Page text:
Textile Mill

Domestic mill buyers inquired for a moderate volume of color 41, leaf 4, and staple 34 for first and second quarter 2020. No sales were reported. Reports indicated most mills have covered their raw cotton needs through fourth quarter 2019. Demand for open-end and ring-spun yarn was moderate, but had tapered.

Demand through export channels was moderate. Vietnamese mill buyers purchased a moderate volume of color 31, leaf 3, and staple 36 for November/December shipment. Indonesian mill buyers inquired for a moderate volume of color 31, leaf 3, and staple 36 and 37 for November shipment. Pakistani mill buyers inquired for a moderate volume of color 41, leaf 4, and staple 36 for November through January 2020 shipment. No additional sales were reported.

Trading

  • No trading activity was reported.

South Central Markets Regional Summary

North Delta

Spot cotton trading was inactive. Supplies of available cotton and demand were light. Average local spot prices were steady. Trading of CCC-loan equities was inactive. No forward contracting was reported.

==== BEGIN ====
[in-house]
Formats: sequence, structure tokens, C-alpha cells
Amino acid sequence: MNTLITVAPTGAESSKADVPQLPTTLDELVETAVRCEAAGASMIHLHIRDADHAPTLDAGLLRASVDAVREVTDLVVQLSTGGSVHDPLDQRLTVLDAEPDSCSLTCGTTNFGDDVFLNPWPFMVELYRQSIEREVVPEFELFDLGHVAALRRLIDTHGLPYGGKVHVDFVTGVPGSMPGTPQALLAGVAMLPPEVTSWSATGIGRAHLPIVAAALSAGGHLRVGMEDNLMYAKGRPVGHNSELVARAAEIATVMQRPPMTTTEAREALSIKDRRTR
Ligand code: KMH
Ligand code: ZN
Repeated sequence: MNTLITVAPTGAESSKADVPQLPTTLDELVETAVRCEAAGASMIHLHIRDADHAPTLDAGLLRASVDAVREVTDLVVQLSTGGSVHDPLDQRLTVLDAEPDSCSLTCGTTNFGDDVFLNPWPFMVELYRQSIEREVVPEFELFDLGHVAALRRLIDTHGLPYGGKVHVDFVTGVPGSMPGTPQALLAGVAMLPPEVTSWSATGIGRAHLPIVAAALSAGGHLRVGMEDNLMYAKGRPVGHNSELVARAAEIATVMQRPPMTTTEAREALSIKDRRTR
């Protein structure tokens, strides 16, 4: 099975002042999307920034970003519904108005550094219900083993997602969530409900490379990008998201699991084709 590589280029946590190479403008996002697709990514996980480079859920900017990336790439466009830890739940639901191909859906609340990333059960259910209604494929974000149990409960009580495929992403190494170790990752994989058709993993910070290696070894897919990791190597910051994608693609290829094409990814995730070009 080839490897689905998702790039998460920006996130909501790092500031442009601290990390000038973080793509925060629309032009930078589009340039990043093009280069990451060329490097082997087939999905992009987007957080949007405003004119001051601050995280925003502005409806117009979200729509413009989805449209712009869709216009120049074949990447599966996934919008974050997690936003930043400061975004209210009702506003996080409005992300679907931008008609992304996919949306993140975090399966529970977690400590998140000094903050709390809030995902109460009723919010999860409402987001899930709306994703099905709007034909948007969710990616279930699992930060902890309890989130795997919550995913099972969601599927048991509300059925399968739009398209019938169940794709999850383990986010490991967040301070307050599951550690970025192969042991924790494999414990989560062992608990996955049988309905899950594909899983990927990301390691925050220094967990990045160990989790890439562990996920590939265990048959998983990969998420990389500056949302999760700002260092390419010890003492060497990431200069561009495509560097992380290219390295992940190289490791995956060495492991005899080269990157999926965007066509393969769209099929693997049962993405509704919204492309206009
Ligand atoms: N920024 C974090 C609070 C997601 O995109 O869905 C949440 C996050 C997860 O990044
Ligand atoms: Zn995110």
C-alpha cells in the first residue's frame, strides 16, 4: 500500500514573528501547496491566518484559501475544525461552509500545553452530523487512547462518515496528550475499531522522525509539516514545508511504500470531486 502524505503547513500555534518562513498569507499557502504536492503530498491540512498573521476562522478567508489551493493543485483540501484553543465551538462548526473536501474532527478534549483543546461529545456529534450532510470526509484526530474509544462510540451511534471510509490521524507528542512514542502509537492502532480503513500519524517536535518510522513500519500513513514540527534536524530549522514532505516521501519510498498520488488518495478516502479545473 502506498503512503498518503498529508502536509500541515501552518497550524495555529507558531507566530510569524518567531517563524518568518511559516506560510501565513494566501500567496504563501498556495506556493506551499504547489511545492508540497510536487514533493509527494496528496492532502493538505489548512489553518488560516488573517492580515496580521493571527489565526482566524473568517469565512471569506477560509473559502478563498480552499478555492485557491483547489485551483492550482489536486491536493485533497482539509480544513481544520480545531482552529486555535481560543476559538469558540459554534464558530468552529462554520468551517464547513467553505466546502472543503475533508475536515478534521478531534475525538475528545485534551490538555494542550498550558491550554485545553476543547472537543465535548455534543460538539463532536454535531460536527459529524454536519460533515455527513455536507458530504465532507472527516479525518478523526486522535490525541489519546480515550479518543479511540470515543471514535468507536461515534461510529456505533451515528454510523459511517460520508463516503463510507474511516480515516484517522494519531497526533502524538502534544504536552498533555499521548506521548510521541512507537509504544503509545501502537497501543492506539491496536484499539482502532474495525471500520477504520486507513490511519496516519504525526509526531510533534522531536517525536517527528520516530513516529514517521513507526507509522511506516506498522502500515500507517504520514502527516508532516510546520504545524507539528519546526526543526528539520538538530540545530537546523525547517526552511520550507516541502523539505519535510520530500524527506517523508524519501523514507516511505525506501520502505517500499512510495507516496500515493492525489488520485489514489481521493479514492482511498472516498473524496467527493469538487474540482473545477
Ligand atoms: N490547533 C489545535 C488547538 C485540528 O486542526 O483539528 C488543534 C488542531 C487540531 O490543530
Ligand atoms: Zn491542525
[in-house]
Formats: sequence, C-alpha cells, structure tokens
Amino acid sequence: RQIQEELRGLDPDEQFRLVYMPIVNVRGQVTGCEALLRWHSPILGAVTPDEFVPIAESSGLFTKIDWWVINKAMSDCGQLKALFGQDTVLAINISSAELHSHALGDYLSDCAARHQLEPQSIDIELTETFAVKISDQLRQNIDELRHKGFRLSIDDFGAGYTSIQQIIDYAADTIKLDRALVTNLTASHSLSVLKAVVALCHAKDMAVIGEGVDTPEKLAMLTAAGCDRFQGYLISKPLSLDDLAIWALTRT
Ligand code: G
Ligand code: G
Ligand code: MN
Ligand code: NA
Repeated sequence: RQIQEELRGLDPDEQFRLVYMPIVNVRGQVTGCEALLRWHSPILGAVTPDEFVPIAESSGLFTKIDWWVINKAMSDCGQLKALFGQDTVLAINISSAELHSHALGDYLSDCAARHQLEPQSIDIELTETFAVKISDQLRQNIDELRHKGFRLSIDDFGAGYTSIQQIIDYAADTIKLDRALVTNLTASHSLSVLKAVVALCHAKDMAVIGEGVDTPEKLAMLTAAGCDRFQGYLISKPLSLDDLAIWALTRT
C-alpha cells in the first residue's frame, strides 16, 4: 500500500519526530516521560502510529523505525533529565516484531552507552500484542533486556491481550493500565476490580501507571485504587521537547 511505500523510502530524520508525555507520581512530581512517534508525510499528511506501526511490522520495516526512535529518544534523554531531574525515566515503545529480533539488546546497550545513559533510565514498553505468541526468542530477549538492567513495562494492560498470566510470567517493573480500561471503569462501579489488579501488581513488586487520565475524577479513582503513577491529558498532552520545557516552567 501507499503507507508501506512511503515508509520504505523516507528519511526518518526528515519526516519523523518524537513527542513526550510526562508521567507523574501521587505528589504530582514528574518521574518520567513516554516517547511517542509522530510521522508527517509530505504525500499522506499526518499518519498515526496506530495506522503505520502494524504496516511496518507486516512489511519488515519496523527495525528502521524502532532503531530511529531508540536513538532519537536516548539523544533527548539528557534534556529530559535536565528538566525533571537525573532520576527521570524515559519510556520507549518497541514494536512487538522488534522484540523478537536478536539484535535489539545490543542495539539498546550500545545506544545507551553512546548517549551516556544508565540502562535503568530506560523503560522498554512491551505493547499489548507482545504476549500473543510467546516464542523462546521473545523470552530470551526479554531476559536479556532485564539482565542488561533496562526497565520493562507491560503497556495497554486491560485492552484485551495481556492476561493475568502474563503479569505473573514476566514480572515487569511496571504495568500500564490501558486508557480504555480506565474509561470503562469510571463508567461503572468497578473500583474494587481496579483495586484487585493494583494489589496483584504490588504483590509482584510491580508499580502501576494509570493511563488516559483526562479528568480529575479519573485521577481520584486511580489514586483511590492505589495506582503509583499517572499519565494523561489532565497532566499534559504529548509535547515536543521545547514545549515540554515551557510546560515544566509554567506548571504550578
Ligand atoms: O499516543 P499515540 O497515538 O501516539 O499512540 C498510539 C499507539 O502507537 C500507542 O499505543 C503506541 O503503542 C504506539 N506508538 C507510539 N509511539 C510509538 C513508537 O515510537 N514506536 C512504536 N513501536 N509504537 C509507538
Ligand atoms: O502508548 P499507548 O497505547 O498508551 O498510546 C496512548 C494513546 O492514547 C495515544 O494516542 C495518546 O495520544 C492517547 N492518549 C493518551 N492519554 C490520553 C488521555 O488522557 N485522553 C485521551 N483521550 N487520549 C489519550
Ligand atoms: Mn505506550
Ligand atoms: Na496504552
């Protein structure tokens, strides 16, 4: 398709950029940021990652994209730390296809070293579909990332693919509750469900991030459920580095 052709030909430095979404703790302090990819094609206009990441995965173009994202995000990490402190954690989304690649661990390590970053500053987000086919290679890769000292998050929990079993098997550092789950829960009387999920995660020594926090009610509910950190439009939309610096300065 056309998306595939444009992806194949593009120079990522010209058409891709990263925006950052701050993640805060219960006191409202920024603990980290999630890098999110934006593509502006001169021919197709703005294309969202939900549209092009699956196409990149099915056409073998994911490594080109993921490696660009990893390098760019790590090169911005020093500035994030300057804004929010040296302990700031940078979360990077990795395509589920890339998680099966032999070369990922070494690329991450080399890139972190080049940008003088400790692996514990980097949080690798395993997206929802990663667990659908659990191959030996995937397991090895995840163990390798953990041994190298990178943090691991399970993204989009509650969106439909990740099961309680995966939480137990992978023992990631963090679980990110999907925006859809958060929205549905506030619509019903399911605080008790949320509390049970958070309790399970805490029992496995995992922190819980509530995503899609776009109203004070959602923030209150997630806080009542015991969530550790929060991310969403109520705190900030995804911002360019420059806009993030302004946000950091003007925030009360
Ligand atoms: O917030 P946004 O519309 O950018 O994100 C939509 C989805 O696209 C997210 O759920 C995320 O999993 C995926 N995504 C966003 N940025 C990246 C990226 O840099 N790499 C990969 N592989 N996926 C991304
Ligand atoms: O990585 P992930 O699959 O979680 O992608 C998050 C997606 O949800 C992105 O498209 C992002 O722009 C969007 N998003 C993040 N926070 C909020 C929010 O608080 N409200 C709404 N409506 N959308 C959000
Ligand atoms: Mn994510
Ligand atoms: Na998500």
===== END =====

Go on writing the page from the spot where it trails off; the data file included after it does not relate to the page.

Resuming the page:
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A cold front brought heavy rain showers and cooler temperatures to the region early in the week. Up to 3 inches of precipitation were reported. Daytime highs dropped into the 70s before rebounding into the upper 80s. Overnight lows were in the 50s. Low temperatures in the 40s were in the forecast for the week ahead.

Harvesting activities were delayed in many areas due to wet conditions; but fields dried sufficiently to allow harvesting to resume late in the week. Producers were concerned about re-growth in fields that had been previously defoliated and unharvested before the rains arrived. Ginning proceeded without weather delays, but a few gins reported mechanical problems.